India is ageing with rapid speed at a lower per capita income, with higher income inequalities and greater disabilities in older adults and poor overall human well-being compared to its counterparts like China. Considering such phenomena, demographers are pointing to questions like whether “India is getting older before getting rich.”

Given that overall formal employment in India is less than 3% of total employment, a huge rural–urban divide in the economy, increasing rural to urban distress, and pull migration, the left behind older people in rural areas are bound to rise in the future. India also has one of the poorest social security mechanisms in the world. Since health and several other social indicators are in the concurrent list, the divergent social security policies across the states need greater attention.

Usually, states with a higher proportion of the elderly population need more concern. But, there are no such focused policies for such states. There is an urgent need for serious attention in providing old-age security and convergence in policies to reduce widening divergence across the regions. This divergence in policies across states leads to inequality in well-being among the old-age population, which results because of uneven financial support from the states to elderly people in different state governments in the country.

India is in the process of bringing out a new policy for senior citizens by making the required changes from the earlier 1999 policy to meet the growing and present along with future needs of older people. It is truism to say that older people require continued focus on participation, self-fulfillment, independence, care and dignified existence. They must be made part of social and economic development, well integrated into society as recommended by the Madrid International Plan of Action on Ageing adopted by all the UN member states in 2002 at the World Assembly on Ageing.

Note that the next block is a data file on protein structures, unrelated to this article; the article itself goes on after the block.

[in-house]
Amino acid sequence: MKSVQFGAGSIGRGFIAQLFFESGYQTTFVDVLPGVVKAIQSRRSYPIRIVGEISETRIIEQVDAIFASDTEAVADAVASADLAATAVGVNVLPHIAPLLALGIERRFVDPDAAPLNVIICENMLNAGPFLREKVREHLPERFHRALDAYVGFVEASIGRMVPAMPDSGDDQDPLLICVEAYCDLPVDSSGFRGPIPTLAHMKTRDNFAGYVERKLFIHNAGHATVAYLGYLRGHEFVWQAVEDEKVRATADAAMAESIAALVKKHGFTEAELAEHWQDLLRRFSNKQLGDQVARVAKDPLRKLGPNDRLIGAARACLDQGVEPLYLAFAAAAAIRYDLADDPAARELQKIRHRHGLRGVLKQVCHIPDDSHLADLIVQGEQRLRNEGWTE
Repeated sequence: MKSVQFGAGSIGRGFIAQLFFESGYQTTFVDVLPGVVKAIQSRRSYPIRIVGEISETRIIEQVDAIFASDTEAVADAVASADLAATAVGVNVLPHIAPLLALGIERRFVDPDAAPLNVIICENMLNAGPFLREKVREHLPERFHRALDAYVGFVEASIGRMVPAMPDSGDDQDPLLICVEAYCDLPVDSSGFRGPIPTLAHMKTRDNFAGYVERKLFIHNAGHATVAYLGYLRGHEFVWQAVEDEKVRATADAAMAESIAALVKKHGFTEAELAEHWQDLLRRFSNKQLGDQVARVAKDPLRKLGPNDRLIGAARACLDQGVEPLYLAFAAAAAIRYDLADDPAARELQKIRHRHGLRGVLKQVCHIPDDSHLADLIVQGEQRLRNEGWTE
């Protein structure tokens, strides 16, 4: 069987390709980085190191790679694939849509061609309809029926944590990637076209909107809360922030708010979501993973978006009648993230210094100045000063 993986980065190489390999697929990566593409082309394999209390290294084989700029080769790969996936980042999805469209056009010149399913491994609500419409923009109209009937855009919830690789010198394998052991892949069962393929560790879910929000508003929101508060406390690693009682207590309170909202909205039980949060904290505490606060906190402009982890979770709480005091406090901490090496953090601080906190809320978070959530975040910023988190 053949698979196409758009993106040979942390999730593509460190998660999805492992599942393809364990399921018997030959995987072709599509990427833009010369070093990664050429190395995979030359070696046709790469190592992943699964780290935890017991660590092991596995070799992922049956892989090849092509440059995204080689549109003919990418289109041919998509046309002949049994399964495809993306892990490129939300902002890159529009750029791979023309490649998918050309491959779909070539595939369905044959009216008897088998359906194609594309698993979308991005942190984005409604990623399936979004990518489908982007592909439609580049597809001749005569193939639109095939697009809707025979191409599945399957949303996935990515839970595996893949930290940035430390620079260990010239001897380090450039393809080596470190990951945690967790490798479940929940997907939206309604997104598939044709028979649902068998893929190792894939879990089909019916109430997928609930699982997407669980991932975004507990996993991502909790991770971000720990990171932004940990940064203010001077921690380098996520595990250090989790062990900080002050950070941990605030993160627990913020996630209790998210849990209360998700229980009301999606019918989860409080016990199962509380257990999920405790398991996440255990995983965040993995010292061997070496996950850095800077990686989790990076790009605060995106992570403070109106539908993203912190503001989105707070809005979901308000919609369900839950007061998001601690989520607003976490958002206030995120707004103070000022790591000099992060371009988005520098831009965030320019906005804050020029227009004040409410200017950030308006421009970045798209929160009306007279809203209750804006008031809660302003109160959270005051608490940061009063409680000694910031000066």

Older people must become champions of rights to development that covers their daily lives and promotes their interests. It is important to ensure that citizens grow old with dignity and remain productive, active during later years too with full rights. This equality does not change with age but still older people are denied their rights since they are considered to be inherently less valuable to society. The New Policy should ensure elimination of barriers to their participation in society, reducing their dependency on others and retaining their autonomy.

Furthermore, there is poor correlation between the net state per capita income and old-age pensions, which implies that there is a huge diversity in elderly social security policies across the Indian states.

Protecting the elderly needs to go beyond ensuring their safety and health. They must be enabled to live with dignity, something that is yet to become a reality both at the cultural and policy level.